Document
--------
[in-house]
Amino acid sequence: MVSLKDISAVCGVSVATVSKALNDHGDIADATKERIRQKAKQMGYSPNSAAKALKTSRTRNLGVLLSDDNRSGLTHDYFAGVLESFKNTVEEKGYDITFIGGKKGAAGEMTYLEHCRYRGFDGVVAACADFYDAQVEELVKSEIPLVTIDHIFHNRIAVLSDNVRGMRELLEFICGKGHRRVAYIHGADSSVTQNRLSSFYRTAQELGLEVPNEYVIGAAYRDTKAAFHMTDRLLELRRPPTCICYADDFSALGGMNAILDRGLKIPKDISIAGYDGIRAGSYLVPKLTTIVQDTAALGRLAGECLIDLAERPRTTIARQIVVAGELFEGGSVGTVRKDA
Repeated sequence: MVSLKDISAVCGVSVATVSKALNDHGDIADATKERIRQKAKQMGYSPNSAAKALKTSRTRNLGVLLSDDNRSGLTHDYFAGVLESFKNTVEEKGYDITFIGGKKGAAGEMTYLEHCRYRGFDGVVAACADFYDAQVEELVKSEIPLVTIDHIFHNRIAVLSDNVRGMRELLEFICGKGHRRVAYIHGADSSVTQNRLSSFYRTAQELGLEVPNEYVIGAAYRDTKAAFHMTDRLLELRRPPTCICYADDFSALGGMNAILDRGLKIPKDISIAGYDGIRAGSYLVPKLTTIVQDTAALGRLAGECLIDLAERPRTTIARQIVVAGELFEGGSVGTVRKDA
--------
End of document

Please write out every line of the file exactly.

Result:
[in-house]
Amino acid sequence: MVSLKDISAVCGVSVATVSKALNDHGDIADATKERIRQKAKQMGYSPNSAAKALKTSRTRNLGVLLSDDNRSGLTHDYFAGVLESFKNTVEEKGYDITFIGGKKGAAGEMTYLEHCRYRGFDGVVAACADFYDAQVEELVKSEIPLVTIDHIFHNRIAVLSDNVRGMRELLEFICGKGHRRVAYIHGADSSVTQNRLSSFYRTAQELGLEVPNEYVIGAAYRDTKAAFHMTDRLLELRRPPTCICYADDFSALGGMNAILDRGLKIPKDISIAGYDGIRAGSYLVPKLTTIVQDTAALGRLAGECLIDLAERPRTTIARQIVVAGELFEGGSVGTVRKDA
Repeated sequence: MVSLKDISAVCGVSVATVSKALNDHGDIADATKERIRQKAKQMGYSPNSAAKALKTSRTRNLGVLLSDDNRSGLTHDYFAGVLESFKNTVEEKGYDITFIGGKKGAAGEMTYLEHCRYRGFDGVVAACADFYDAQVEELVKSEIPLVTIDHIFHNRIAVLSDNVRGMRELLEFICGKGHRRVAYIHGADSSVTQNRLSSFYRTAQELGLEVPNEYVIGAAYRDTKAAFHMTDRLLELRRPPTCICYADDFSALGGMNAILDRGLKIPKDISIAGYDGIRAGSYLVPKLTTIVQDTAALGRLAGECLIDLAERPRTTIARQIVVAGELFEGGSVGTVRKDA